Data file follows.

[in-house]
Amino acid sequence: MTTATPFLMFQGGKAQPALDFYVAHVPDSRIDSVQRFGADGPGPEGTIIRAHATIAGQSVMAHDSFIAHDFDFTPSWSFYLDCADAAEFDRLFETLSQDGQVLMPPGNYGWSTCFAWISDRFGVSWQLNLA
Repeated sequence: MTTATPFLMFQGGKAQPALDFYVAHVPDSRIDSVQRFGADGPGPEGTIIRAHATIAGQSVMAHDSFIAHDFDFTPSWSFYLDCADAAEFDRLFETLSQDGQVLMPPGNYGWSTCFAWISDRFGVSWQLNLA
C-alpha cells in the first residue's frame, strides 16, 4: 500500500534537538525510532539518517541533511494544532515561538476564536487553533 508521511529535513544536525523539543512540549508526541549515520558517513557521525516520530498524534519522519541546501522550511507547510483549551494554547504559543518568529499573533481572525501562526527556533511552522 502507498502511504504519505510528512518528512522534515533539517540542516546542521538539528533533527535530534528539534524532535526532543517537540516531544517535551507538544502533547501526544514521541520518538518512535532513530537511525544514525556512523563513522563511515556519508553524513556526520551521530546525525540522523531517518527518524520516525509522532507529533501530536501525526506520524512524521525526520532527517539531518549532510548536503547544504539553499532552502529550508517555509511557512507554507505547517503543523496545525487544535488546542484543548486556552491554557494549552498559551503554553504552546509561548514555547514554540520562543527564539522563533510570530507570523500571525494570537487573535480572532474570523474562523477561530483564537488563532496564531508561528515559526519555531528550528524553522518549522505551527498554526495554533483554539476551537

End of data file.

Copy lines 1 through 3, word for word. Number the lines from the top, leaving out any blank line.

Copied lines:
[in-house]
Amino acid sequence: MTTATPFLMFQGGKAQPALDFYVAHVPDSRIDSVQRFGADGPGPEGTIIRAHATIAGQSVMAHDSFIAHDFDFTPSWSFYLDCADAAEFDRLFETLSQDGQVLMPPGNYGWSTCFAWISDRFGVSWQLNLA
Repeated sequence: MTTATPFLMFQGGKAQPALDFYVAHVPDSRIDSVQRFGADGPGPEGTIIRAHATIAGQSVMAHDSFIAHDFDFTPSWSFYLDCADAAEFDRLFETLSQDGQVLMPPGNYGWSTCFAWISDRFGVSWQLNLA